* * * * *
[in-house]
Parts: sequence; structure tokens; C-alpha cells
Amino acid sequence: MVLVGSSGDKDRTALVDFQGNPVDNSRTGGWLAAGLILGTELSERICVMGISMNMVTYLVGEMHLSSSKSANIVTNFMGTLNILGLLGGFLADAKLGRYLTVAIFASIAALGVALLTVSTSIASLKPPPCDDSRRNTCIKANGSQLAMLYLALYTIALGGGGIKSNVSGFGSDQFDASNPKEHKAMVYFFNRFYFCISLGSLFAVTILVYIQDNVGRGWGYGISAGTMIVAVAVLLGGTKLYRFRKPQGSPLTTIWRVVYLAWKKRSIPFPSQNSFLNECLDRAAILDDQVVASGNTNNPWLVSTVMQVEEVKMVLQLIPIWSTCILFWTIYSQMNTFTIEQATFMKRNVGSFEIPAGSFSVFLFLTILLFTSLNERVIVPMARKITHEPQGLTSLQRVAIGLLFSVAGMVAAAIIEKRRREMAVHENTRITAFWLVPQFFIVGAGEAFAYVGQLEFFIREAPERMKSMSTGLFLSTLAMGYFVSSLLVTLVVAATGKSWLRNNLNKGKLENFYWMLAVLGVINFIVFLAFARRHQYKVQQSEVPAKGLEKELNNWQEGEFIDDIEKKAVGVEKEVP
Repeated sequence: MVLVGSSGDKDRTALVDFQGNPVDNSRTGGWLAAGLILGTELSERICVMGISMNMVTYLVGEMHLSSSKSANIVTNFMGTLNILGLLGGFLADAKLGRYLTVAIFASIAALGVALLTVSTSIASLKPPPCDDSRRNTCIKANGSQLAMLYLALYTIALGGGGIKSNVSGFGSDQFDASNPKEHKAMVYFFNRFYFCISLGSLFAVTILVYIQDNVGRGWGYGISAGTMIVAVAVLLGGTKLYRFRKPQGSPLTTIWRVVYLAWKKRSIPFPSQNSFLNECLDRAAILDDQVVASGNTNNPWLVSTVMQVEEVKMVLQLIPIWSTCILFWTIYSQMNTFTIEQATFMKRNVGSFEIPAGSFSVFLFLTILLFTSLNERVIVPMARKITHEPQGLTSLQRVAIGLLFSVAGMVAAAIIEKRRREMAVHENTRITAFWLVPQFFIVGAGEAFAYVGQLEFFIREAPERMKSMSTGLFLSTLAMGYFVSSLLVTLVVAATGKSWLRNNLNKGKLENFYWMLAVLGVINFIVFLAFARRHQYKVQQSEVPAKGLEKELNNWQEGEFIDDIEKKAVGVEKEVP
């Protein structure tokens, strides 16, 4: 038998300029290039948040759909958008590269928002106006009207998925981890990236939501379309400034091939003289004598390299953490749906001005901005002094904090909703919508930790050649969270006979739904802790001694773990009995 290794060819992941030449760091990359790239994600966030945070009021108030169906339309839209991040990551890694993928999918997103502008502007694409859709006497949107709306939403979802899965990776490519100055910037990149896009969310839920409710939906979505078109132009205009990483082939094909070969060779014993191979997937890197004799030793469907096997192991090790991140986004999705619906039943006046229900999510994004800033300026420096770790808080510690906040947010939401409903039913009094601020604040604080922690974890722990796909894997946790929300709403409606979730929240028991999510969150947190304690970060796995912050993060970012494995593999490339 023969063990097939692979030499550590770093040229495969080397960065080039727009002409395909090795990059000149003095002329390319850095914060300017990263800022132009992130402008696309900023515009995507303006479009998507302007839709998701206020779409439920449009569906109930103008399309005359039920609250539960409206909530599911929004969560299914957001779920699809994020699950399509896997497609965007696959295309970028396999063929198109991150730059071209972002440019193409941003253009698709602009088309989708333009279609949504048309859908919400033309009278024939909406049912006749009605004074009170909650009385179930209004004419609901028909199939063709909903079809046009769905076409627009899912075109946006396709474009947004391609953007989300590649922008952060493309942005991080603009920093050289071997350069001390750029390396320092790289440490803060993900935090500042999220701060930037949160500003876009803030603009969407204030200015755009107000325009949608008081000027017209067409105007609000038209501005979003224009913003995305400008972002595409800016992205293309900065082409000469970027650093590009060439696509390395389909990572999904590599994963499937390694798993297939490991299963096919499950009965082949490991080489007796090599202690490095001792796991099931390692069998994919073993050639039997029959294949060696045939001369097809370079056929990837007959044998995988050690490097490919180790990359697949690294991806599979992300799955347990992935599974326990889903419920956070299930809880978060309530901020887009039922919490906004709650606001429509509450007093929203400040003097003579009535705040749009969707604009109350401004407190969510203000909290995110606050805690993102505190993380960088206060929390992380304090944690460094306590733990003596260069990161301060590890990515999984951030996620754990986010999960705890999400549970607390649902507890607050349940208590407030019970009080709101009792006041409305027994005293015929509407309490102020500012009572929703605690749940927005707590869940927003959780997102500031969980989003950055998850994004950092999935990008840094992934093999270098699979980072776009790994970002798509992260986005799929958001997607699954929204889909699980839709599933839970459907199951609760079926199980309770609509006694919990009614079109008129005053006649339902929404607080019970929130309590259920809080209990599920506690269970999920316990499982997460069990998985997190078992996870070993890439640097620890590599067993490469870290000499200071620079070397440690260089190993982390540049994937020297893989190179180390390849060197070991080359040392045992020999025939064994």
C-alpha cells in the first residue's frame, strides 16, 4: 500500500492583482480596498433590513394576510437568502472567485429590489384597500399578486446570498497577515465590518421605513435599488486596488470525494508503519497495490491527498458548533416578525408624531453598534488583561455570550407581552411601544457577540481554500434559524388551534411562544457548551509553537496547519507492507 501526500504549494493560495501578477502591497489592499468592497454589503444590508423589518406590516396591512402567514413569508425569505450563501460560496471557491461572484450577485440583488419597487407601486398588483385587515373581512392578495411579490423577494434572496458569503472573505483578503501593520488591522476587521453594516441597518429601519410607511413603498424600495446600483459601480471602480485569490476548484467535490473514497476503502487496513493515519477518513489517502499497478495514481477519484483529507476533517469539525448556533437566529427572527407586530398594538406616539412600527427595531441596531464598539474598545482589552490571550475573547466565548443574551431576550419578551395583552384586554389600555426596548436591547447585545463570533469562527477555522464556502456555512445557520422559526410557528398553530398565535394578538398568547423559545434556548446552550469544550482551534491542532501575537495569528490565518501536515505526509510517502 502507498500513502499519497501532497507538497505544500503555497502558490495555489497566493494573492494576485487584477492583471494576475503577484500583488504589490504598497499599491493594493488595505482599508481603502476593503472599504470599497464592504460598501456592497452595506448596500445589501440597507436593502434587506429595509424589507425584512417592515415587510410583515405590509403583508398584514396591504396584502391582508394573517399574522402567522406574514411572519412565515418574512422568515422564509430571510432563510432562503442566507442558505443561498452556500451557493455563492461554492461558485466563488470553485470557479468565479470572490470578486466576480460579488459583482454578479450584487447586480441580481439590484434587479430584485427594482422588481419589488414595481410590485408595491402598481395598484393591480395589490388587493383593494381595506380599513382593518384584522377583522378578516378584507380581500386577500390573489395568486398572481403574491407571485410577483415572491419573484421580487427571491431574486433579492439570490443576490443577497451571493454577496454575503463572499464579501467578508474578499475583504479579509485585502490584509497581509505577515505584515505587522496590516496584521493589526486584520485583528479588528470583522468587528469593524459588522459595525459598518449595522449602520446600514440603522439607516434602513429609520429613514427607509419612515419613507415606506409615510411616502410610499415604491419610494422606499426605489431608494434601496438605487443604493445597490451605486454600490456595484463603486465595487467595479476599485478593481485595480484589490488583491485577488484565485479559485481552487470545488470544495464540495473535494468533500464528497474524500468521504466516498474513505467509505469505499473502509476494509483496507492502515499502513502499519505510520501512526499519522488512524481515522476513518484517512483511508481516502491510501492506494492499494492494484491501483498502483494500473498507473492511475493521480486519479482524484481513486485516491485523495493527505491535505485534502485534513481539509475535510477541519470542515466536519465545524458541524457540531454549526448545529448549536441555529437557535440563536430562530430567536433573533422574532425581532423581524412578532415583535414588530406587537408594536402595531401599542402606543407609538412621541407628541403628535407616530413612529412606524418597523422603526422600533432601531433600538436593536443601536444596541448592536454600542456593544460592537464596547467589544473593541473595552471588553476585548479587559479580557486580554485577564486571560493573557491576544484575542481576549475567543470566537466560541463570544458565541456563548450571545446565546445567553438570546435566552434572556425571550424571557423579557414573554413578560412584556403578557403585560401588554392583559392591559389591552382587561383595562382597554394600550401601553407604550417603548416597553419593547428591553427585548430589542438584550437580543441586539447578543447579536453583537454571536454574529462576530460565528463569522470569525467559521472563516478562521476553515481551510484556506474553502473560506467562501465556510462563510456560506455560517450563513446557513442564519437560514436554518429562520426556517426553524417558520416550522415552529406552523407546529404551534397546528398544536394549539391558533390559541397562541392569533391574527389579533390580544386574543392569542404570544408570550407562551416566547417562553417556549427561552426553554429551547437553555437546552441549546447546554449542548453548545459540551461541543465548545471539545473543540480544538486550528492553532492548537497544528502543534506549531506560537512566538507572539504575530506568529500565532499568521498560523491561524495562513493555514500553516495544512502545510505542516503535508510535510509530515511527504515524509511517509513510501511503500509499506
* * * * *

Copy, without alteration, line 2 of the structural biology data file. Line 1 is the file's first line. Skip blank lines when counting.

Parts: sequence; structure tokens; C-alpha cells